Radio Television Hong Kong (RTHK): Patrick Li, Director of Broadcasting or political commissar?
Since assuming office three months ago, Radio Television Hong Kong (RTHK) Director of Broadcasting Patrick Li has already censored hundreds of hours of content. Reporters Without Borders (RSF) urges the Hong Kong government to dismiss him at once and stop interfering with the public broadcaster’s editorial independence.
Since 1st March, the day Patrick Li took up his position as Radio Television Hong Kong's (RTHK) Director of Broadcasting, at least 12 new productions have been pulled from the air at short notice and more than 200 past episodes of documentary programme Hong Kong Connection and news talk show The Pulse have been deleted from the public broadcaster’s Youtube channel. In the latest act of censorship, political show LegCo Review had an episode containing Tiananmen massacre vigil footage removed from the RTHK archives after it was aired without Li’s “final approval”. Patrick Li, a bureaucrat without any media experience, has also threatened to halve the salaries of employees involved in the production of content he considers unfit for publishing.
"Is Patrick Li, recently appointed at the helm of Radio Television Hong Kong (RTHK), truly Director of Broadcasting or a political commissar?” asks Cédric Alviani, Reporters Without Borders (RSF) East Asia Bureau head. “Recruiting him highlights the intention of the government to set-up a censorship system at Radio Television Hong Kong (RTHK), a media outlet previously renowned for its fearless investigations of public policies. We urge Chief Executive Carrie Lam, who appointed Li, to immediately dismiss him and stop, once and for all, interfering with the public broadcaster’s editorial independence in accordance with Hong Kong Basic Law, which enshrines press freedom.”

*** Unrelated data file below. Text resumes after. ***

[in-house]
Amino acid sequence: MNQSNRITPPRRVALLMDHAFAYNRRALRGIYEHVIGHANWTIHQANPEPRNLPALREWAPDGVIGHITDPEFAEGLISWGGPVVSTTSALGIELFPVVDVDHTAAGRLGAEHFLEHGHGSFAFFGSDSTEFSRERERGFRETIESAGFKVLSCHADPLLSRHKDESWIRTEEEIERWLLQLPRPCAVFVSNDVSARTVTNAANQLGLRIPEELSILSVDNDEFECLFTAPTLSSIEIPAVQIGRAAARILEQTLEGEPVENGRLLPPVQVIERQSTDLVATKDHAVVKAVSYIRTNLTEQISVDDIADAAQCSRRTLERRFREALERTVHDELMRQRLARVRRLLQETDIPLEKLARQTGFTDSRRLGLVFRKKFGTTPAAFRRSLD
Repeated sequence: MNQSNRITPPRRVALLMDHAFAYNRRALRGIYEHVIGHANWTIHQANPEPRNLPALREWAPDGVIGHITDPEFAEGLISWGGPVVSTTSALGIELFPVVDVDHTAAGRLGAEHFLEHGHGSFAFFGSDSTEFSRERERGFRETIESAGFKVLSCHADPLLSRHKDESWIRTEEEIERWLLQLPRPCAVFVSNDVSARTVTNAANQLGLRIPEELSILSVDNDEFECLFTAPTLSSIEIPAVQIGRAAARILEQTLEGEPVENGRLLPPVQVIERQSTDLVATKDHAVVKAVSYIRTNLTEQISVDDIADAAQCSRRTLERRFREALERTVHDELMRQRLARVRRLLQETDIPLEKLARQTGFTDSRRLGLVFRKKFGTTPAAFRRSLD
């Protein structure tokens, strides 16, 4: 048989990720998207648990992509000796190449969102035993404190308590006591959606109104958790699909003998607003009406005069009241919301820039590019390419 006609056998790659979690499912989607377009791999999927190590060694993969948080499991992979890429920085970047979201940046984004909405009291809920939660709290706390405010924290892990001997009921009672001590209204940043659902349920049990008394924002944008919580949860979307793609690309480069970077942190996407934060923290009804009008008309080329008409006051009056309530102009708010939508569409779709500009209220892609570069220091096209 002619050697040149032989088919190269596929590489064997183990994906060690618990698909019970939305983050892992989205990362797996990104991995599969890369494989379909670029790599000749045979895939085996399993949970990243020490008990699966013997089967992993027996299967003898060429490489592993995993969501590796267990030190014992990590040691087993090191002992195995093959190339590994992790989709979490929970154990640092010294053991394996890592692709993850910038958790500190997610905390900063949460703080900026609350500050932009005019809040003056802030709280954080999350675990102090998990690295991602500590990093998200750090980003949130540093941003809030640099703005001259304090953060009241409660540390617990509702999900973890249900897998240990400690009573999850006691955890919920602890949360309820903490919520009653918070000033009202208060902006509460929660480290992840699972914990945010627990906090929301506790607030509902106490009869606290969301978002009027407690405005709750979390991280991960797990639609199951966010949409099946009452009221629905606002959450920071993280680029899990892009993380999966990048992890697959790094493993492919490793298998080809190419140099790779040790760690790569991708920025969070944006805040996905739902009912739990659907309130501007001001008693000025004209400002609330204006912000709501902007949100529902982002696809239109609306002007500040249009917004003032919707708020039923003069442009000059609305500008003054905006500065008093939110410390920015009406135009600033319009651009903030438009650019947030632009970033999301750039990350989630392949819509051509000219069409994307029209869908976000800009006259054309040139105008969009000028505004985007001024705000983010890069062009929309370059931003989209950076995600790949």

The recruitment of Patrick Li led to the resignation of at least four staff members, namely executive producers Fong Hiu-shan, Liu Wai-ling, Doris Wong, and award-winning reporter, Yvonne Tong. Another journalist, Nabela Qoser, known for posing hard-hitting questions to government officials, didn’t have her contract renewed.
An unprecedented decision: rejecting a press freedom award...
Under Li’s leadership, RTHK also made the unheard of decision to reject Hong Kong Journalists Association’s Press Freedom Award, given to a documentary investigating a mob attack on pro-democracy protesters in 2019. In an even stranger move, the public broadcaster recently televised a Cantonese-language talk show, aired four times-a-day over 20 days, hosted by Chief Executive Carrie Lam herself, which allowed her to freely promote her policies without exposing herself to questions from journalists.
The Hong Kong Special Administrative Region of China, once a press freedom stronghold, fell from 18th place in 2002 to 80th place in 2021 in the World Press Freedom Index published by RSF. The People's Republic of China, for its part, stagnates at 177th out of 180.